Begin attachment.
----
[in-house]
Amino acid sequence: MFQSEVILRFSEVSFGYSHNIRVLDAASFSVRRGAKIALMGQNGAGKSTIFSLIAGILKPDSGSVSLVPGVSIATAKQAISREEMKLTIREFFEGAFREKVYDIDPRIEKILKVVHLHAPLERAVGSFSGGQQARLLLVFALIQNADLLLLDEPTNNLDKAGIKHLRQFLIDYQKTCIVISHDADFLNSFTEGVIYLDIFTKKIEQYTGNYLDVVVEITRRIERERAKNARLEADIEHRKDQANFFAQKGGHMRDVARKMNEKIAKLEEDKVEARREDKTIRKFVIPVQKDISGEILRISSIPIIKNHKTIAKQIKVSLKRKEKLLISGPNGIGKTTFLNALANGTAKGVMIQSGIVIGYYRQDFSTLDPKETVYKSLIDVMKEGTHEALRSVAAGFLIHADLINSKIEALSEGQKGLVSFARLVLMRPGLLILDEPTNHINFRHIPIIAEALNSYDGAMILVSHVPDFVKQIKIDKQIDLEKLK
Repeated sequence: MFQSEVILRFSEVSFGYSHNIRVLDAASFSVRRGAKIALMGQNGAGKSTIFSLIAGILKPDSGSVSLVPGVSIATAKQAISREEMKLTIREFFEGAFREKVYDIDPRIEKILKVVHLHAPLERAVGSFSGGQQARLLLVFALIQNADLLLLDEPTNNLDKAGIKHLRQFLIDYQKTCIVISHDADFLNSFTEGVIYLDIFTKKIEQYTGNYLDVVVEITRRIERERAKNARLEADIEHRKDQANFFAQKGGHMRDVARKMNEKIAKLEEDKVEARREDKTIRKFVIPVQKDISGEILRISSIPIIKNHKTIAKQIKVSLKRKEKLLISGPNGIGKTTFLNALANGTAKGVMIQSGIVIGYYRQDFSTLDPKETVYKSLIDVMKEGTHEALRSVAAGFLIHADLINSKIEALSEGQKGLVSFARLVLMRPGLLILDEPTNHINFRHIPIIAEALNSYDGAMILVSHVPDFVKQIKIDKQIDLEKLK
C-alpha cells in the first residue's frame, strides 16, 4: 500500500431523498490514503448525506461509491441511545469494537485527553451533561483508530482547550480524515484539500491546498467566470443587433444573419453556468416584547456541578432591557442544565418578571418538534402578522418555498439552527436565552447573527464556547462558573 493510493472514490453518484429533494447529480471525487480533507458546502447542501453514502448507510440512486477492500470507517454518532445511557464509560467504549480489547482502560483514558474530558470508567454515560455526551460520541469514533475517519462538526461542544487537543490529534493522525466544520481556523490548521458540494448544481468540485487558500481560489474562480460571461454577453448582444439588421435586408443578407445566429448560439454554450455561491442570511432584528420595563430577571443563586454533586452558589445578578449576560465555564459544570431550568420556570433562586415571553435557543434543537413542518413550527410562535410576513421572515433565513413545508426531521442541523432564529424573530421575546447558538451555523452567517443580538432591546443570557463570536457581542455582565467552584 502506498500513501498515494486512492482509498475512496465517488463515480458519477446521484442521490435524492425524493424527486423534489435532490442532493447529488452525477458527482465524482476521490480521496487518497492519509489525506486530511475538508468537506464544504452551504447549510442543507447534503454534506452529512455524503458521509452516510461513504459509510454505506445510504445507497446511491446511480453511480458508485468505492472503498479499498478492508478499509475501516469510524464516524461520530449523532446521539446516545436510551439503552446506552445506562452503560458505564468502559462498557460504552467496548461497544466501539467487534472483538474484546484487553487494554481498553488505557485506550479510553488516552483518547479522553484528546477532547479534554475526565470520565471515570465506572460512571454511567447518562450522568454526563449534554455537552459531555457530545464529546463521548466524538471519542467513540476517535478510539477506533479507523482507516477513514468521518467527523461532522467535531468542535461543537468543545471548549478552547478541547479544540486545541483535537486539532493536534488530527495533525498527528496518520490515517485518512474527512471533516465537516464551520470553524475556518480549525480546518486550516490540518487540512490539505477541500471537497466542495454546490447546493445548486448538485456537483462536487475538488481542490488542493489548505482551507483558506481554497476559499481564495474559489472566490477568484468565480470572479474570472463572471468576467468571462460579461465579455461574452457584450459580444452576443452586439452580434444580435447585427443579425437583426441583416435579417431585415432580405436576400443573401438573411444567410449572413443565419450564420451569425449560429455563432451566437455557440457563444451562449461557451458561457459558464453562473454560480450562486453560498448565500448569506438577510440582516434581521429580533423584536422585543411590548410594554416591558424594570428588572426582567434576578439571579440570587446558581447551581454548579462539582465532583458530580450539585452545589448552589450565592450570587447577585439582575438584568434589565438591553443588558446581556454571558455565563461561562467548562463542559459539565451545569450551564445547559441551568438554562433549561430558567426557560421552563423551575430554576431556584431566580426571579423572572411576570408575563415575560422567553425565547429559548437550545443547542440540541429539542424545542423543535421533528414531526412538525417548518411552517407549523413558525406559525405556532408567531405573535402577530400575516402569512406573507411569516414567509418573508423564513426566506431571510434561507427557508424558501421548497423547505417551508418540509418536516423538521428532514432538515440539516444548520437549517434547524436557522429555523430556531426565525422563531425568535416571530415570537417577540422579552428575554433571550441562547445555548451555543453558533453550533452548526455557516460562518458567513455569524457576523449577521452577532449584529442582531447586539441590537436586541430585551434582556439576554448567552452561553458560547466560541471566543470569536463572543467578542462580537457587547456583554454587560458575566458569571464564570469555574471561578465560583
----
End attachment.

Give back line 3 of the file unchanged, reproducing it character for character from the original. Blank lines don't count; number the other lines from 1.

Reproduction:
Repeated sequence: MFQSEVILRFSEVSFGYSHNIRVLDAASFSVRRGAKIALMGQNGAGKSTIFSLIAGILKPDSGSVSLVPGVSIATAKQAISREEMKLTIREFFEGAFREKVYDIDPRIEKILKVVHLHAPLERAVGSFSGGQQARLLLVFALIQNADLLLLDEPTNNLDKAGIKHLRQFLIDYQKTCIVISHDADFLNSFTEGVIYLDIFTKKIEQYTGNYLDVVVEITRRIERERAKNARLEADIEHRKDQANFFAQKGGHMRDVARKMNEKIAKLEEDKVEARREDKTIRKFVIPVQKDISGEILRISSIPIIKNHKTIAKQIKVSLKRKEKLLISGPNGIGKTTFLNALANGTAKGVMIQSGIVIGYYRQDFSTLDPKETVYKSLIDVMKEGTHEALRSVAAGFLIHADLINSKIEALSEGQKGLVSFARLVLMRPGLLILDEPTNHINFRHIPIIAEALNSYDGAMILVSHVPDFVKQIKIDKQIDLEKLK